November 16, 2018
Capitol Update

In this issue:

Editor's Note: Due to the Thanksgiving holiday, Capitol Update will not be published on November 24th. The next edition will be published on December 1st. Happy Thanksgiving to all!


Since 1973, ASME has sponsored over 100 Federal Fellows providing them with an opportunity to serve a one-year term in the Administration or U.S. Congress. Fellows serve as independent, non-biased advisors in engineering, science and technology, bringing a nonpartisan, pragmatic approach to analysis and input which has a profound impact on the decision making process. The result is effective and technologically appropriate public policy based on sound engineering principles.

Applications for our “2019-2020 ASME Congressional Fellowships” are now being accepted until January 31, 2019.  Applicants for these Fellowships must have a strong background in energy, bioengineering and/or advanced manufacturing. 

General information about the ASME Federal Government Fellowship Program is available at

To apply, please visit:


The most recent midterm congressional elections saw the appointment of more candidates with science backgrounds than ever before. At the federal level, there were more than two dozen candidates with science backgrounds who ran for office. Of those, at least seven won their bid for a seat in the House of Representatives.

The incoming freshman congressional class sees a range of scientific disciplines represented. In Pennsylvania, Rep. Chrissy Houlahan (D-PA-6) has a degree in industrial engineering and will represent areas north and west of Philadelphia. In Chicago, newly-elected Rep. Sean Casten has a strong background in biochemistry. In South Carolina, ocean engineer Joe Cunningham took a strong stance against offshore drilling and was victorious. In Virginia, nuclear engineer Elaine Luria, defeated the Republican incumbent, Scott Taylor.

There were also several incumbent scientists that won their midterm race. Representative Bill Foster (D-IL) head of the House R&D caucus was among the victors on election night. Rep. Foster is a former high-energy physicist with a PhD. Rep Jerry McNerney (D-CA) has a PhD in mathematics and also a professional background as an engineer.

At the gubernatorial level, many of the successful candidates had clean energy as a key component of their campaign. Both governor-elects Tim Walz (D-MN) and Michelle Lujan Grisham (D-NM) promised to transition their states’ energy power to be sourced 50% from renewable energy sources within the next 12 years. In California, governor-elect Gavin Newsom (D-CA) praised predecessor Gov. Jerry Brown for his steadfast commitment to clean energy. Earlier this year Capitol Update reported that Gov. Brown signed a law promising California would be carbon-free by 2045. Governor-elects from six other states-- Jared Polis (D-CO), J.B. Pritzker (D-IL), Janet Mills (D-ME), Gretchen Whitmer (D-MI), Kate Brown (D-OR), and Tony Evers (D-WI)—all promised to transition their states to 100 percent clean energy over the next thirty years.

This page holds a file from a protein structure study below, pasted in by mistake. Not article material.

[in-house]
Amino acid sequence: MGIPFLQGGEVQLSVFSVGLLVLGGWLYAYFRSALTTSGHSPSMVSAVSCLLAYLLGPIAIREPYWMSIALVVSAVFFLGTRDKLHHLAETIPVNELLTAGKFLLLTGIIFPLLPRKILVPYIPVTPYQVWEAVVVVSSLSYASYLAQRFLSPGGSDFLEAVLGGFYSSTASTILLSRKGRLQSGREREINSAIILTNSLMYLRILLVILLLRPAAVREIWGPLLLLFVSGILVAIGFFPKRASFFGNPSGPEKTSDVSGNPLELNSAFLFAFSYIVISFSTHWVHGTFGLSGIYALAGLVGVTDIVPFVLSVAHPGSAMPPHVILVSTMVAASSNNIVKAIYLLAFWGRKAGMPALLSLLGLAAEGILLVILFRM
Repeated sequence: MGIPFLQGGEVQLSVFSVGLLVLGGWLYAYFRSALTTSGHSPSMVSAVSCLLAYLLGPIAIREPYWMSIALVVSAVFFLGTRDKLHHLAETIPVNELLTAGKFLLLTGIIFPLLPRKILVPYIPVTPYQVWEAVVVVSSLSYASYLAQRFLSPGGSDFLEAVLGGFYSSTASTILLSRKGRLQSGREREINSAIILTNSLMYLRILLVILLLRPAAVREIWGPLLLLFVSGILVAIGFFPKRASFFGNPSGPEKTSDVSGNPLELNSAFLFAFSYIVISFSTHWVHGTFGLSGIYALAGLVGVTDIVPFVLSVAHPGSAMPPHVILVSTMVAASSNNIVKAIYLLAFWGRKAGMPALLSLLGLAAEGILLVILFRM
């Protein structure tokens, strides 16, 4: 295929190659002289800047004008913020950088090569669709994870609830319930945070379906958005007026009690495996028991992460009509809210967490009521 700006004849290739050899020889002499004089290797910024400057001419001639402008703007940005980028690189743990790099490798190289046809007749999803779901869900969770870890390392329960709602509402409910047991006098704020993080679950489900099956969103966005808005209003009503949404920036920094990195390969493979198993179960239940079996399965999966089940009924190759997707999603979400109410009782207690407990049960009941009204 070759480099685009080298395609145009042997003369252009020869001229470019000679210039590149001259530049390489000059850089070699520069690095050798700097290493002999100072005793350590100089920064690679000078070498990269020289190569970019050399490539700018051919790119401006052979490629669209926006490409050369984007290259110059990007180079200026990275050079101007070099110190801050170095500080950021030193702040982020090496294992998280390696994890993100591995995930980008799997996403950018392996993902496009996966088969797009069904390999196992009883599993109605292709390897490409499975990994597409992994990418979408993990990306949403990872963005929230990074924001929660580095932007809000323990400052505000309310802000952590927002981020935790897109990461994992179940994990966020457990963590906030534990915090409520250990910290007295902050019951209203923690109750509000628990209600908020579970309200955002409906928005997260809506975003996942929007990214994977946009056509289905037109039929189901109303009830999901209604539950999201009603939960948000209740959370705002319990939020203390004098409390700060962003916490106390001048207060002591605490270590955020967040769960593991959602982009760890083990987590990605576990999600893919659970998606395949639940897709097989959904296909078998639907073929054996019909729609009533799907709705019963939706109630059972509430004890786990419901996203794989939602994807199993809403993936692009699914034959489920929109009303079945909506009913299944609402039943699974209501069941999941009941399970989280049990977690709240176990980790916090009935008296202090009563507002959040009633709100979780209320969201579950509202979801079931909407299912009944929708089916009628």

The Environmental Protection Agency (EPA) recently announced a new policy that will deviate from how the agency has determined whether power plants and similar facilities need to undergo the New Source Review process. The New Source Review process is a review and analysis of the scope and volume of pollutants these facilities emit, and is meant to curtail air pollution. This new policy is among a series of actions the agency has taken since the start of the new administration to cut down on the number of projects and facilities that undergo New Source Review, as part of a greater administration-wide attempt to cut down on regulatory barriers for businesses.

“Previously, New Source Review regularly discouraged companies from employing the latest energy-efficient equipment,” acting EPA head Andrew Wheeler said in a statement. “Our updates will remove undue regulatory barriers, provide greater certainty to America’s job creators and energy providers, and incentivize upgrades that will improve air quality.”

The policy itself is actually nothing new. It was first put forward in 2009, by the George W. Bush administration. However, the Obama administration suspended the policy following outcry from many environmental groups citing that the policy would allow for too much pollution.

To view the policy in full:


The Department of Energy (DOE) recently announced that it is building a next-generation, pre-exascale supercomputer. The computer will be located at the Lawrence Berkeley National Laboratory’s National Energy Research Scientific Computing (NERSC) Center, and will be named “Perlmutter” after Berkeley Lab’s Nobel Prize winning astrophysicist Saul Perlmutter. The Perlmutter computer is the first of its kind designed to meet the needs of large-scale simulations as well as data analysis from experimental and observational facilities